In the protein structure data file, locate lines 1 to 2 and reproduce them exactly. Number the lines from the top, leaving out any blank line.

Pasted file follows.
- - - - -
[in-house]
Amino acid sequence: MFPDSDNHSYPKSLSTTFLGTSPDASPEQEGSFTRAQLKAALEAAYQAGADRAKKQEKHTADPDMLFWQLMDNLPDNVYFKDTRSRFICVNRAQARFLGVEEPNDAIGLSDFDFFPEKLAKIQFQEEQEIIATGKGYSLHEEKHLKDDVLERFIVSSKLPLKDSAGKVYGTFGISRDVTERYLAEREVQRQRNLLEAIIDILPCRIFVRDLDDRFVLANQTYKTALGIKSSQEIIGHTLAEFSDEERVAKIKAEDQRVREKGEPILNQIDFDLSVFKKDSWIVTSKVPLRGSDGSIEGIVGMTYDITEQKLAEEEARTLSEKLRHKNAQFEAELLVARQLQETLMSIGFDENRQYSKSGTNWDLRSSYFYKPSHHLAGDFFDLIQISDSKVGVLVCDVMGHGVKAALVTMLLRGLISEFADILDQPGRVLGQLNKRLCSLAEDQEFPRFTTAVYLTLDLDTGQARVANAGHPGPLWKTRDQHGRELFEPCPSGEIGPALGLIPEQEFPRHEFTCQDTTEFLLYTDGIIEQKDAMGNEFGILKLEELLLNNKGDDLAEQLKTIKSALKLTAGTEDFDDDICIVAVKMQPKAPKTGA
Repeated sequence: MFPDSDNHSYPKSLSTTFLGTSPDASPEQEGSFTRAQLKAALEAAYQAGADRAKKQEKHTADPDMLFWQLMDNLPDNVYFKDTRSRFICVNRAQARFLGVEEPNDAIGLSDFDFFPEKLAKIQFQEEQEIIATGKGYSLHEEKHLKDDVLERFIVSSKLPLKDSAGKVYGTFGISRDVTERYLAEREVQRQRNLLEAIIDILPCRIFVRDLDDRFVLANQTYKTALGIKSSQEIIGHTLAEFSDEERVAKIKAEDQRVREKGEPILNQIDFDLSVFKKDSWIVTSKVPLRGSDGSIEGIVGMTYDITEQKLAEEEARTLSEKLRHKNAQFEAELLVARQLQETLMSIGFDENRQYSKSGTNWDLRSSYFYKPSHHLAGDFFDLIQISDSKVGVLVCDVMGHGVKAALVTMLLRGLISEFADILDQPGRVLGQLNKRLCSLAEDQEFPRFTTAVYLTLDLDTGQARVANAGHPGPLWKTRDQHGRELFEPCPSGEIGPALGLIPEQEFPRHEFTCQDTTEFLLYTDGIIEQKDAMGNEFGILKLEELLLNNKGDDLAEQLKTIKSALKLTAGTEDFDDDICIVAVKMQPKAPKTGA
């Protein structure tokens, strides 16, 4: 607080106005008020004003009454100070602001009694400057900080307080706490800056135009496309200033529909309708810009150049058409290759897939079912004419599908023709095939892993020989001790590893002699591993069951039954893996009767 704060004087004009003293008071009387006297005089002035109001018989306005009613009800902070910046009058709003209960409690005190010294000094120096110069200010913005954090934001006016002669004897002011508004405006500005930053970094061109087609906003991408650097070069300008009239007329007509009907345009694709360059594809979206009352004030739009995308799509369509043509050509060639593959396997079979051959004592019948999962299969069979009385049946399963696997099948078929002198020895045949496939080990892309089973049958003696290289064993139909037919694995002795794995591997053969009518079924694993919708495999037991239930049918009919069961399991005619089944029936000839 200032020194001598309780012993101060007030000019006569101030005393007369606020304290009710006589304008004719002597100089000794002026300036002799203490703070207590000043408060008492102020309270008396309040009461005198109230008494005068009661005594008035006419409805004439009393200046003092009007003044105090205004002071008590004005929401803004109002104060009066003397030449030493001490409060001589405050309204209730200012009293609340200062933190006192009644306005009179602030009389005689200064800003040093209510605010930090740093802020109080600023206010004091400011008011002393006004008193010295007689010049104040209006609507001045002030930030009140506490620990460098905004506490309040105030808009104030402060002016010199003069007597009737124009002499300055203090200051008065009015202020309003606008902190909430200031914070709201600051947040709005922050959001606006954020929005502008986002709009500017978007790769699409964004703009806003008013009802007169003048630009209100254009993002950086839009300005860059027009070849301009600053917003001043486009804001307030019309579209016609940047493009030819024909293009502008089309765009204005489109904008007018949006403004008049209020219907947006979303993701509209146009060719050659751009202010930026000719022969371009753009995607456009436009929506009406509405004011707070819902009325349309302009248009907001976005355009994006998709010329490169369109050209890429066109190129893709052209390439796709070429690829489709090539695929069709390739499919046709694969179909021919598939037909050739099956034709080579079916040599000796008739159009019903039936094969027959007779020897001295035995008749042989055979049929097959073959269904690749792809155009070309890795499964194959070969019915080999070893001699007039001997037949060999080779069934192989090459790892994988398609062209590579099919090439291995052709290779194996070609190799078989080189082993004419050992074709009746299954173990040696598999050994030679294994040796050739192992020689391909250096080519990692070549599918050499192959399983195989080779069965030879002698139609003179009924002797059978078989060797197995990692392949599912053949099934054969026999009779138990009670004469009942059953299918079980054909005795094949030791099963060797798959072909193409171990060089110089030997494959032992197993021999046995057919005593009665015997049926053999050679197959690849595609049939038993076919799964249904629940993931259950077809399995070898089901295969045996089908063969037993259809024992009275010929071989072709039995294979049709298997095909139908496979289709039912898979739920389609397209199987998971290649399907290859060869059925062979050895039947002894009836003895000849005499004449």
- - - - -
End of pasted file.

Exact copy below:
[in-house]
Amino acid sequence: MFPDSDNHSYPKSLSTTFLGTSPDASPEQEGSFTRAQLKAALEAAYQAGADRAKKQEKHTADPDMLFWQLMDNLPDNVYFKDTRSRFICVNRAQARFLGVEEPNDAIGLSDFDFFPEKLAKIQFQEEQEIIATGKGYSLHEEKHLKDDVLERFIVSSKLPLKDSAGKVYGTFGISRDVTERYLAEREVQRQRNLLEAIIDILPCRIFVRDLDDRFVLANQTYKTALGIKSSQEIIGHTLAEFSDEERVAKIKAEDQRVREKGEPILNQIDFDLSVFKKDSWIVTSKVPLRGSDGSIEGIVGMTYDITEQKLAEEEARTLSEKLRHKNAQFEAELLVARQLQETLMSIGFDENRQYSKSGTNWDLRSSYFYKPSHHLAGDFFDLIQISDSKVGVLVCDVMGHGVKAALVTMLLRGLISEFADILDQPGRVLGQLNKRLCSLAEDQEFPRFTTAVYLTLDLDTGQARVANAGHPGPLWKTRDQHGRELFEPCPSGEIGPALGLIPEQEFPRHEFTCQDTTEFLLYTDGIIEQKDAMGNEFGILKLEELLLNNKGDDLAEQLKTIKSALKLTAGTEDFDDDICIVAVKMQPKAPKTGA